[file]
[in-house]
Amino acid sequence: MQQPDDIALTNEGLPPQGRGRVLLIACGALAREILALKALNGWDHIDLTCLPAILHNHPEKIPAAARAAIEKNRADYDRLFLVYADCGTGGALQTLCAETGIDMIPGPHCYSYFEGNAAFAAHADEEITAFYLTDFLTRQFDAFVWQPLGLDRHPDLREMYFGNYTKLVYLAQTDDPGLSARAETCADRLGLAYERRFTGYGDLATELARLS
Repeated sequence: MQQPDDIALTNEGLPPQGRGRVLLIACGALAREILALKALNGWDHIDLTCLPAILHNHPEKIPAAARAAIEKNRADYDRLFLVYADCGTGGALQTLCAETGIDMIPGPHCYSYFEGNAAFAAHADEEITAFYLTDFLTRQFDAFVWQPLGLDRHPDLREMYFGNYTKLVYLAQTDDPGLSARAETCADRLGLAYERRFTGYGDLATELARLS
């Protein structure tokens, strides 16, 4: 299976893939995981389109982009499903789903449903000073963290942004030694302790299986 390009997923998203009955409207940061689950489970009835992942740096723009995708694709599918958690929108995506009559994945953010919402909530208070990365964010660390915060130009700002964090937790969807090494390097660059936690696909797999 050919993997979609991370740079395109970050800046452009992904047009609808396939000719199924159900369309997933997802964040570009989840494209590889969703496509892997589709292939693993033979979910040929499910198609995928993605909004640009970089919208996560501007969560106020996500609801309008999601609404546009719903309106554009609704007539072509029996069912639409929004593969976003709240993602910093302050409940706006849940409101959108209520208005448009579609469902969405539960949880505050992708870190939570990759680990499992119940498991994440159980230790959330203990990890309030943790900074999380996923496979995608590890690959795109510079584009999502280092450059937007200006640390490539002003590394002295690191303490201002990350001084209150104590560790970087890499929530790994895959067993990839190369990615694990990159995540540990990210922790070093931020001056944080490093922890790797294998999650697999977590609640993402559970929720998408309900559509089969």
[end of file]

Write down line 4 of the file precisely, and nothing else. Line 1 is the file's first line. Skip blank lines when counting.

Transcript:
């Protein structure tokens, strides 16, 4: 299976893939995981389109982009499903789903449903000073963290942004030694302790299986 390009997923998203009955409207940061689950489970009835992942740096723009995708694709599918958690929108995506009559994945953010919402909530208070990365964010660390915060130009700002964090937790969807090494390097660059936690696909797999 050919993997979609991370740079395109970050800046452009992904047009609808396939000719199924159900369309997933997802964040570009989840494209590889969703496509892997589709292939693993033979979910040929499910198609995928993605909004640009970089919208996560501007969560106020996500609801309008999601609404546009719903309106554009609704007539072509029996069912639409929004593969976003709240993602910093302050409940706006849940409101959108209520208005448009579609469902969405539960949880505050992708870190939570990759680990499992119940498991994440159980230790959330203990990890309030943790900074999380996923496979995608590890690959795109510079584009999502280092450059937007200006640390490539002003590394002295690191303490201002990350001084209150104590560790970087890499929530790994895959067993990839190369990615694990990159995540540990990210922790070093931020001056944080490093922890790797294998999650697999977590609640993402559970929720998408309900559509089969």